Dotcom may soon be free to buy mansion
Internet millionaire Kim Dotcom could soon be free to buy the $30 million Dotcom mansion - because extradition proceedings have forced him to stay in New Zealand.
An application by the German mogul to buy the Coatesville property was turned down last year, because the Government said he did not pass a required 'good character' test.
But because he has been a permanent resident since 2010 - with no periods of absences this year - he will soon no longer need consent from the Overseas Investment Office.
His arrest in January, on internet piracy charges, has forced him to remain in the country while he fights extradition to the US.
However, it remains to be seen if he will make a fresh bid to buy the sprawling property - once home to Christco founders Richard and Ruth Bradley - because his assets have been frozen.
Land information minister Maurice Williamson, who has responsibility for the OIO, today confirmed Dotcom will soon qualify to buy the house - if he has the cash.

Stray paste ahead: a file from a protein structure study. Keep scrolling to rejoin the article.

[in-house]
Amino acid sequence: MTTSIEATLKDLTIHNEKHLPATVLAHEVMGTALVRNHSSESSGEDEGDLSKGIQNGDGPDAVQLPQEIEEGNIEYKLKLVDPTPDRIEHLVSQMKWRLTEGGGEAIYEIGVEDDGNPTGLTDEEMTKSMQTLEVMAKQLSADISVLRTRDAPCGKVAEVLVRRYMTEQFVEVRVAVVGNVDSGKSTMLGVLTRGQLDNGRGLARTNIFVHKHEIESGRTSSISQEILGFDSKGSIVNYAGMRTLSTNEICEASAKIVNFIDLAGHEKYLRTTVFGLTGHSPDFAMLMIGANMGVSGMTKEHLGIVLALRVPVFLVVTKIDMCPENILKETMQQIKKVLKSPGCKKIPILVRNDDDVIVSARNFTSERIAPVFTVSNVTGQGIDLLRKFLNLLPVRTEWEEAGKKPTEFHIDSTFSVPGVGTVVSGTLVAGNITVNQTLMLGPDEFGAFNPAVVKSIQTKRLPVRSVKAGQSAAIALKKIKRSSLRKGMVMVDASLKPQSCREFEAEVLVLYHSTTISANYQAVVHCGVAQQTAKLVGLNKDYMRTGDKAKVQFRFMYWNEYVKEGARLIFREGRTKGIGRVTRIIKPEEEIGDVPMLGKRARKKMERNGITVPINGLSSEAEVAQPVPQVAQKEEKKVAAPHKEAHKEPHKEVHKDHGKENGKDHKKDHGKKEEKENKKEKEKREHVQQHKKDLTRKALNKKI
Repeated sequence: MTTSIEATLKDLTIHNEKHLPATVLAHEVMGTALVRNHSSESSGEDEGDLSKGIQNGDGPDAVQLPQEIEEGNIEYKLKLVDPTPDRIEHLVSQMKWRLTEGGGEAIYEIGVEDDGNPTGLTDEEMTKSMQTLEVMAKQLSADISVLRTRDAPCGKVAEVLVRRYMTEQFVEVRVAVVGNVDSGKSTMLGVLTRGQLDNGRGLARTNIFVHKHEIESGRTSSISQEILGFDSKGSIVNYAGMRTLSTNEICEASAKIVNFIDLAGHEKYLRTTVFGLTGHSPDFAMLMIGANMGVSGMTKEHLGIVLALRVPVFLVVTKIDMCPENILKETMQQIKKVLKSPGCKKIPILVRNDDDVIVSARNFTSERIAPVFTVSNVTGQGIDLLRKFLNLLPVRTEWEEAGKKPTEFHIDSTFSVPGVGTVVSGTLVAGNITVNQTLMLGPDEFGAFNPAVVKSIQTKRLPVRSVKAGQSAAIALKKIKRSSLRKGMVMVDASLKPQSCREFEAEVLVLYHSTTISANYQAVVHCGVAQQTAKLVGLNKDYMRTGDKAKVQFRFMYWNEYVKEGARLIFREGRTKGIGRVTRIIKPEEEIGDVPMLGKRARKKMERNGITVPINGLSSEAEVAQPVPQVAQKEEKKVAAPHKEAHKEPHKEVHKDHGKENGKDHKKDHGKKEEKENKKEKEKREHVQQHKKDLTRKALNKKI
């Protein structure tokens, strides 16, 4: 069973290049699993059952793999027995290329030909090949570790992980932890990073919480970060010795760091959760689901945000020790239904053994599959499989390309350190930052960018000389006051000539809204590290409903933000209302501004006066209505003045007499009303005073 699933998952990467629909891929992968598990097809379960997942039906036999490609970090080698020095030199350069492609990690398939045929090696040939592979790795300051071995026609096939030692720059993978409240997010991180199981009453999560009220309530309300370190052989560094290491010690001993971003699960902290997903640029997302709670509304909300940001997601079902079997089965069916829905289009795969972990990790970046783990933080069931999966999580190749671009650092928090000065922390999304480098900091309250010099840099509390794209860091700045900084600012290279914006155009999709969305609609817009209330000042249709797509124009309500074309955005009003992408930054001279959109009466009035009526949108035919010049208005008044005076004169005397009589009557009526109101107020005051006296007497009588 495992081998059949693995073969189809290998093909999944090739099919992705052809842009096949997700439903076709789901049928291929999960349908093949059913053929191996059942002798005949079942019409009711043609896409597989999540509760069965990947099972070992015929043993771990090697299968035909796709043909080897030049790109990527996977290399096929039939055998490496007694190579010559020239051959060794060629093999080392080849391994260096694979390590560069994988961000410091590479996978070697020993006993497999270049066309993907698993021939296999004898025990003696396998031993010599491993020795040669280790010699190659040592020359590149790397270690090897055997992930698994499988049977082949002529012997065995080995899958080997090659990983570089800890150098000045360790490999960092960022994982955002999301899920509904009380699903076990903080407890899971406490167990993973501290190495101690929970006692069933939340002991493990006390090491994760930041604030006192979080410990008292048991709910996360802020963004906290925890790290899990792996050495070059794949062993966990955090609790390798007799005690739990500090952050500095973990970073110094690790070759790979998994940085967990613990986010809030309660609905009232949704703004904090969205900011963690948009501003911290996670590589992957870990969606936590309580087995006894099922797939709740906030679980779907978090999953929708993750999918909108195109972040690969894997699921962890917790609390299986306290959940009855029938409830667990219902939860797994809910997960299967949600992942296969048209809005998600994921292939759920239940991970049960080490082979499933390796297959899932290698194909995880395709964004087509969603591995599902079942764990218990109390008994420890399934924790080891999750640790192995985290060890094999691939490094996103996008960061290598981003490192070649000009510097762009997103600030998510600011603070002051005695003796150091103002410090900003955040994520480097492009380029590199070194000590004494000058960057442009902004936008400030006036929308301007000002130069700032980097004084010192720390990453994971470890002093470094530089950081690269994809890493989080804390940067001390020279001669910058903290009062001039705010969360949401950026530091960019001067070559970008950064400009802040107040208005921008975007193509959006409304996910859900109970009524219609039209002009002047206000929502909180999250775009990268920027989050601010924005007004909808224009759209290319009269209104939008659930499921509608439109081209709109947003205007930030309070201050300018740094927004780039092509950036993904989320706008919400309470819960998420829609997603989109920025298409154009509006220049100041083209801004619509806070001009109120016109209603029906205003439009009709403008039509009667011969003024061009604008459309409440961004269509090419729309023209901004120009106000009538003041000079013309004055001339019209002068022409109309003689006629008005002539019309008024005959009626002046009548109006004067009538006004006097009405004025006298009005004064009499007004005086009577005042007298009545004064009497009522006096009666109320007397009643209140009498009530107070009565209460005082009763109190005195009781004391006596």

"If you are a resident who have been resident for a fixed period of time without breaking that - I understand after 12 months of being fixed - you no longer qualify under the OIO," he said.
"So I think by virtue of his incarceration and his being held he will now reach an eligibility point to be able to buy as he wishes as a New Zealander."
The OIO website says someone must dwell permanently in the country for the immediately preceding 12 months. The Overseas Investment Act provides that they must not be absent for more than 183 days in aggregate.
Dotcom was granted a residence visa in November 2010 under the Immigration Act 1987, Investor Plus category, because he pledged to invest $10m in the country.
His residency status proved a headache for the Government Security Communications Bureau when they realised they were illegally spying on him. The agency is only permitted to track foreigners.
Former Justice minister Simon Power declined Dotcom's OIO application last July because he had been fined for insider trading in Hong Kong. Williamson had initially approved the tycoon's bid.